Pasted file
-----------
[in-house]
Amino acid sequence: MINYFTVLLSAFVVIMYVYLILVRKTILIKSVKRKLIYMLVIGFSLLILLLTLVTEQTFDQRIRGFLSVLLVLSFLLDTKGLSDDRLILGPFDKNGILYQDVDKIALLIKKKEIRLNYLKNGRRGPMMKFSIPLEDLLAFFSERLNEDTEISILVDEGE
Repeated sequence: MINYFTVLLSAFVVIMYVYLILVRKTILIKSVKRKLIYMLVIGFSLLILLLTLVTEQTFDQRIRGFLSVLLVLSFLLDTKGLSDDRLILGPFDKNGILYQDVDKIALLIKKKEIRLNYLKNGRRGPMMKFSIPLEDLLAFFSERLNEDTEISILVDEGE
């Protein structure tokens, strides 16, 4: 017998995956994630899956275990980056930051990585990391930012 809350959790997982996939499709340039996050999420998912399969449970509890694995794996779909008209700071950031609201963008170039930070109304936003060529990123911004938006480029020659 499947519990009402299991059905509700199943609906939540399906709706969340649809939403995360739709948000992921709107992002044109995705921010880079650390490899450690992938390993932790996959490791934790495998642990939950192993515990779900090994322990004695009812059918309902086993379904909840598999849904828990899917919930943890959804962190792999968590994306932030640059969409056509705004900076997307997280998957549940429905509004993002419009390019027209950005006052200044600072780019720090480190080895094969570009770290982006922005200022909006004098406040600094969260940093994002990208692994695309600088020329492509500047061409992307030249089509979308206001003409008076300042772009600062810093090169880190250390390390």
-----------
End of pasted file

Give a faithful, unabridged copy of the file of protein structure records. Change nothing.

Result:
[in-house]
Amino acid sequence: MINYFTVLLSAFVVIMYVYLILVRKTILIKSVKRKLIYMLVIGFSLLILLLTLVTEQTFDQRIRGFLSVLLVLSFLLDTKGLSDDRLILGPFDKNGILYQDVDKIALLIKKKEIRLNYLKNGRRGPMMKFSIPLEDLLAFFSERLNEDTEISILVDEGE
Repeated sequence: MINYFTVLLSAFVVIMYVYLILVRKTILIKSVKRKLIYMLVIGFSLLILLLTLVTEQTFDQRIRGFLSVLLVLSFLLDTKGLSDDRLILGPFDKNGILYQDVDKIALLIKKKEIRLNYLKNGRRGPMMKFSIPLEDLLAFFSERLNEDTEISILVDEGE
């Protein structure tokens, strides 16, 4: 017998995956994630899956275990980056930051990585990391930012 809350959790997982996939499709340039996050999420998912399969449970509890694995794996779909008209700071950031609201963008170039930070109304936003060529990123911004938006480029020659 499947519990009402299991059905509700199943609906939540399906709706969340649809939403995360739709948000992921709107992002044109995705921010880079650390490899450690992938390993932790996959490791934790495998642990939950192993515990779900090994322990004695009812059918309902086993379904909840598999849904828990899917919930943890959804962190792999968590994306932030640059969409056509705004900076997307997280998957549940429905509004993002419009390019027209950005006052200044600072780019720090480190080895094969570009770290982006922005200022909006004098406040600094969260940093994002990208692994695309600088020329492509500047061409992307030249089509979308206001003409008076300042772009600062810093090169880190250390390390």